Spoonbill House, Peregian Beach, Sunshine Coast, QueenslandContemporary Entry, Sunshine Coast
What Houzz contributors are saying:
“We have always supported other local businesses in our community through our newsletter,” Osofsky says. “Supporting each other now is how we’ll all get through this.” Janet Price of Bearded Builders says that while they’ve shut down their operations temporarily for safety, they’re staying connected to clients and potential clients online. This includes encouraging support for local businesses and advice on how to do so. “We have also recently hosted a drawing where we gave away a restaurant gift card to one of our followers,” Price says. “Everyone is in this together. For the most part, we are all trying to stay positive amidst all of the uncertainty.”
At this stage, the initiative is focused on collecting the names of architects who are willing to share their expertise. Ultimately, it aims to connect these design professionals with individuals who have lost their homes but don’t have sufficient means to rebuild them. “Next week the website will include an interactive map that allows architects to indicate the regions they’ve worked in and their specialist skills – because remember it’s not just houses being lost in the fires, but bridges, infrastructure and schools too,” says Cambage.
2. Get plant-savvyNo plant is completely fireproof, but some are less flammable than others. So it pays to have even a basic knowledge of what’s growing in your garden – and how much of a fire danger each plant poses. Trees that are known to ignite quickly (or even explode) include tea tree, cyprus, pines, eucalypts and various other natives.If you have a well-established eucalyptus tree in your garden (which might also be home to local wild life) you probably won’t want to remove it. But you can make it safer and reduce the fire risk it poses by pruning it back (especially any dead branches) and clearing the area around the trunk. Be sure to check with your local council as to how much of a tree you can remove each year.If you can’t identify all the trees and plants in your garden, consider engaging a professional to help you.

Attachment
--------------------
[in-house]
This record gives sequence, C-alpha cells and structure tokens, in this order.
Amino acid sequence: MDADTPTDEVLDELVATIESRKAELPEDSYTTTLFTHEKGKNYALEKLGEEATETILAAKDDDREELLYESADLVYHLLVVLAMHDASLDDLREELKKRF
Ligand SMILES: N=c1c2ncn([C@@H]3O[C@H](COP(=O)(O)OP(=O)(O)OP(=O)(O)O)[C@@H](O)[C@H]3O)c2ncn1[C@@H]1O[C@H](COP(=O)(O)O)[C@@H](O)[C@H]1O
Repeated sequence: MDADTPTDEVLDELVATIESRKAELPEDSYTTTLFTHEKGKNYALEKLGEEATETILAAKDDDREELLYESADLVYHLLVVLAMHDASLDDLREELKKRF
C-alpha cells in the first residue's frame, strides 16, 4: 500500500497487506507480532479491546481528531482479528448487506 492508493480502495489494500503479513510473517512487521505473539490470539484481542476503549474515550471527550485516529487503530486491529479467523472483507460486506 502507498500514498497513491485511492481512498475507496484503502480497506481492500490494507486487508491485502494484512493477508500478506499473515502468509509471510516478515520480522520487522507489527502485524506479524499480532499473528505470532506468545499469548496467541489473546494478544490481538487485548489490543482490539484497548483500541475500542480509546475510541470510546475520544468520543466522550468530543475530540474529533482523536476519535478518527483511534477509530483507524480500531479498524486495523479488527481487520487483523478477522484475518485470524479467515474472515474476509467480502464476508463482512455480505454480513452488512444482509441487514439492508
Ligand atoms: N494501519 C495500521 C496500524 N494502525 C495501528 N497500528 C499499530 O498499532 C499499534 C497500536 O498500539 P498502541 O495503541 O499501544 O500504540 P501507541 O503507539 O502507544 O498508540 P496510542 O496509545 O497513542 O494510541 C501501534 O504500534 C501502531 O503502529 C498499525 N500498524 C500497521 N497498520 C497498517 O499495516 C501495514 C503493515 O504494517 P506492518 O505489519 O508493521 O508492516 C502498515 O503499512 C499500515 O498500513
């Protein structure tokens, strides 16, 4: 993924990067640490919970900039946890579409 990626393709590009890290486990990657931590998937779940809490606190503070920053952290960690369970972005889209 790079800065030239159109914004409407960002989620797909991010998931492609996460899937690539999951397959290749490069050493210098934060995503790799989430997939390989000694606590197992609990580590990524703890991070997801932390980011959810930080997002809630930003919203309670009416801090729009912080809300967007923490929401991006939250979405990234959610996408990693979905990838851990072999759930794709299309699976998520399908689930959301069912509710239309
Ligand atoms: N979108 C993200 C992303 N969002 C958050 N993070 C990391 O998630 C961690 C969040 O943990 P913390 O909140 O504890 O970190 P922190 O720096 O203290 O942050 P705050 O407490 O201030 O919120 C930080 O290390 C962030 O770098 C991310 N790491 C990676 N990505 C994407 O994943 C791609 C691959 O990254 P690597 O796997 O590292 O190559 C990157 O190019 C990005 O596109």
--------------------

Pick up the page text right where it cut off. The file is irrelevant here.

… But be carefulBe careful when bringing a dog into a house with children. Until you really know your new dog, especially if he or she is a grown up, you need to ensure children act with care and treat him or her with respect. The dog must also know its place in the pack and not think he or she is above the children. Or, if bringing a new baby into a home with a dog that’s already established there, exercise caution until the new baby has settled in.
Go nativeIt may not be practical to have a sheep or two and a kangaroo, but having lots of gum trees is definitely possible. If you’re building or extending and have eucalypts on your land, keep as many of them in place as you can or plant more, even if it means picking up dead leaves and fallen branches now and then. Why? Because they’re beautiful to look at, undeniably Australian, and take us back to our roots.